To determine the design for your swag, most companies opt for a version of their logo and sometimes include an additional tagline or image. While your swag vendor may offer some design help, you want to ensure your swag meets the guidelines for your brand. In this case, your best option is often to work with your design department to create swag. They may also want to approve the final product or mock up before production. If you don’t have a designer available, get clear brand guidelines about how to use your company’s logo, because while you want to get creative with your swag, you also want to ensure you are creating an consistent brand experience.

Overall, to create great swag that serves your company’s goals pay attention to what your team members and customers like and want; prioritize quality; order samples before a large order; start small with a new vendor; and create products that celebrate your team and make them feel special. When created with this thoughtful approach, your swag will be an important part of your strategy to create brand connection and engagement.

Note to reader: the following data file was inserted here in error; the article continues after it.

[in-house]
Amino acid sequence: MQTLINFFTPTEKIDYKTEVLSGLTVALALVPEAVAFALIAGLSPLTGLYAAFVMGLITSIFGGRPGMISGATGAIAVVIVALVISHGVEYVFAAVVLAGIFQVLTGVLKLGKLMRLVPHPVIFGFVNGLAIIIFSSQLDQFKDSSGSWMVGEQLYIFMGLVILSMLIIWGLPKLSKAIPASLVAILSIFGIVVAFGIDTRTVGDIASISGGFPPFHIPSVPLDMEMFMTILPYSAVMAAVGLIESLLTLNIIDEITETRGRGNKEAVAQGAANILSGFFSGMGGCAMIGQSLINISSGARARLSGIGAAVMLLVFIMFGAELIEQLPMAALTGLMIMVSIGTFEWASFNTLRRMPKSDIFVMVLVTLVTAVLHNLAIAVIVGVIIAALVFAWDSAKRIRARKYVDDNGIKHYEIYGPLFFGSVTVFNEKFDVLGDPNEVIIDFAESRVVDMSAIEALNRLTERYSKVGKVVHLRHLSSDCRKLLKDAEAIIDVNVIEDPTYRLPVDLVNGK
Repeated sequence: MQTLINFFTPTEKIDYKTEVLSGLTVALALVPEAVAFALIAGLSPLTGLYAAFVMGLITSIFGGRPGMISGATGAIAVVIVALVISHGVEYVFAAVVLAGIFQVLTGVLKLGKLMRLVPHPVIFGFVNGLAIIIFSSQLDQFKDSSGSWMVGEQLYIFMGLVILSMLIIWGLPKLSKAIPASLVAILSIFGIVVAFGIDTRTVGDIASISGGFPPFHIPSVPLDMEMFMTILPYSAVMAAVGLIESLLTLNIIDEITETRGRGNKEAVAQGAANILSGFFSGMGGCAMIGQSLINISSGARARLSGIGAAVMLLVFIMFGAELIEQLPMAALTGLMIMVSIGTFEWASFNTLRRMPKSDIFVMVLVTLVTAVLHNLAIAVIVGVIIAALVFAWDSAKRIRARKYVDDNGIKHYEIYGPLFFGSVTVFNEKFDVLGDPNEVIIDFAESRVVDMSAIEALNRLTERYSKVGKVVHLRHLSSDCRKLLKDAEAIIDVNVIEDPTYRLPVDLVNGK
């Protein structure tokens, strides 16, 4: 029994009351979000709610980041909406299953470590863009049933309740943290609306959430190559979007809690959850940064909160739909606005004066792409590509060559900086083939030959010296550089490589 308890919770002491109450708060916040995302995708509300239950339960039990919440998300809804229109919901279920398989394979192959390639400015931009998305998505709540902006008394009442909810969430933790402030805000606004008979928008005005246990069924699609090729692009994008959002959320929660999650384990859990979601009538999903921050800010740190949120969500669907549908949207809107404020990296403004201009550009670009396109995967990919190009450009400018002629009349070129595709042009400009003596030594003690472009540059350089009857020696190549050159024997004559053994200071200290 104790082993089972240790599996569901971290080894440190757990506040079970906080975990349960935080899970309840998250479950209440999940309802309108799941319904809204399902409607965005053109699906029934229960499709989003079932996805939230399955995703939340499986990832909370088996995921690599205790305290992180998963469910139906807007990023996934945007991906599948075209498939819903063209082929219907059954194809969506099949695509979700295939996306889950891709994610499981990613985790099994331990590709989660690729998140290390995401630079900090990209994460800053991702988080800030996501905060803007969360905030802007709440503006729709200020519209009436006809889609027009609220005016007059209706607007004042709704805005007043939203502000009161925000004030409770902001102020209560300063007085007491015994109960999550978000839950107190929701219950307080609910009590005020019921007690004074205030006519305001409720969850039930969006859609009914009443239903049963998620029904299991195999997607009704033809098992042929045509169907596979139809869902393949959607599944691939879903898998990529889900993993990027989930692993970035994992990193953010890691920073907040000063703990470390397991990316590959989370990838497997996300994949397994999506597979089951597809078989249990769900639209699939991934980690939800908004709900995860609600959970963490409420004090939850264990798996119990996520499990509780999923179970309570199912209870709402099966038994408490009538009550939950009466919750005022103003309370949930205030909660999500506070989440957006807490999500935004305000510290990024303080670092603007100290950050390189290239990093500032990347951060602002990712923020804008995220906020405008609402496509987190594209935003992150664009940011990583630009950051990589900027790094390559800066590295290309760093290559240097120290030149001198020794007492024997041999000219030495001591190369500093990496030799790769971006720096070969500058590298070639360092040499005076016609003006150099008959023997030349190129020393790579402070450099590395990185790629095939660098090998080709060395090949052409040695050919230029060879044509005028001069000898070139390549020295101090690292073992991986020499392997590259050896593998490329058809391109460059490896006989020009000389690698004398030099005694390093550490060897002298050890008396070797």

Photography by Mel Walbridge

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About The Author
Shannon Byrne
Shannon Byrne is a writer, producer, podcaster, and strategist. She specializes in helping small businesses, startups, and creative entrepreneurs build meaningful and mutually beneficial relationships with their audiences. She’s the founder of A Song A Day and The Process Podcast. Connect with her at https://shannonleebyrne.com